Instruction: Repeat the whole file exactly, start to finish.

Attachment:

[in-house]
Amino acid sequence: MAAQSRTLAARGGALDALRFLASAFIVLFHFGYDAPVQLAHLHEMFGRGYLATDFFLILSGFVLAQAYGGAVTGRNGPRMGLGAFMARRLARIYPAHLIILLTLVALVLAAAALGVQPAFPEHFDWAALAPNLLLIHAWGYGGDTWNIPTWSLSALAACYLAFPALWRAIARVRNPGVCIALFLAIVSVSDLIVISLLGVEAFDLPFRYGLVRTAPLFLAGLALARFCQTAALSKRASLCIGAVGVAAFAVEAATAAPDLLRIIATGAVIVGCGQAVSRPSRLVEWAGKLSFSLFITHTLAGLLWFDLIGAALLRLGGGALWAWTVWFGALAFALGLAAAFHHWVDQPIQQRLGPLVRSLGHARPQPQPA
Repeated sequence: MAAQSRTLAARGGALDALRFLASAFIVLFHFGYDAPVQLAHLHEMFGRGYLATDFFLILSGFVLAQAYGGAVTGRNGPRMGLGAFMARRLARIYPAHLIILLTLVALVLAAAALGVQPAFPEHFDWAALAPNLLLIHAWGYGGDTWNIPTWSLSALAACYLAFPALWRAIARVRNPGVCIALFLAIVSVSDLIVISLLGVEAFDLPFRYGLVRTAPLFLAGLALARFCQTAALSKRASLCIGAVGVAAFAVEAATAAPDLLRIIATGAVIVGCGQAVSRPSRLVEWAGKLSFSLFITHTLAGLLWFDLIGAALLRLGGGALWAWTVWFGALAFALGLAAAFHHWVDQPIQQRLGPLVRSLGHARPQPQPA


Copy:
[in-house]
Amino acid sequence: MAAQSRTLAARGGALDALRFLASAFIVLFHFGYDAPVQLAHLHEMFGRGYLATDFFLILSGFVLAQAYGGAVTGRNGPRMGLGAFMARRLARIYPAHLIILLTLVALVLAAAALGVQPAFPEHFDWAALAPNLLLIHAWGYGGDTWNIPTWSLSALAACYLAFPALWRAIARVRNPGVCIALFLAIVSVSDLIVISLLGVEAFDLPFRYGLVRTAPLFLAGLALARFCQTAALSKRASLCIGAVGVAAFAVEAATAAPDLLRIIATGAVIVGCGQAVSRPSRLVEWAGKLSFSLFITHTLAGLLWFDLIGAALLRLGGGALWAWTVWFGALAFALGLAAAFHHWVDQPIQQRLGPLVRSLGHARPQPQPA
Repeated sequence: MAAQSRTLAARGGALDALRFLASAFIVLFHFGYDAPVQLAHLHEMFGRGYLATDFFLILSGFVLAQAYGGAVTGRNGPRMGLGAFMARRLARIYPAHLIILLTLVALVLAAAALGVQPAFPEHFDWAALAPNLLLIHAWGYGGDTWNIPTWSLSALAACYLAFPALWRAIARVRNPGVCIALFLAIVSVSDLIVISLLGVEAFDLPFRYGLVRTAPLFLAGLALARFCQTAALSKRASLCIGAVGVAAFAVEAATAAPDLLRIIATGAVIVGCGQAVSRPSRLVEWAGKLSFSLFITHTLAGLLWFDLIGAALLRLGGGALWAWTVWFGALAFALGLAAAFHHWVDQPIQQRLGPLVRSLGHARPQPQPA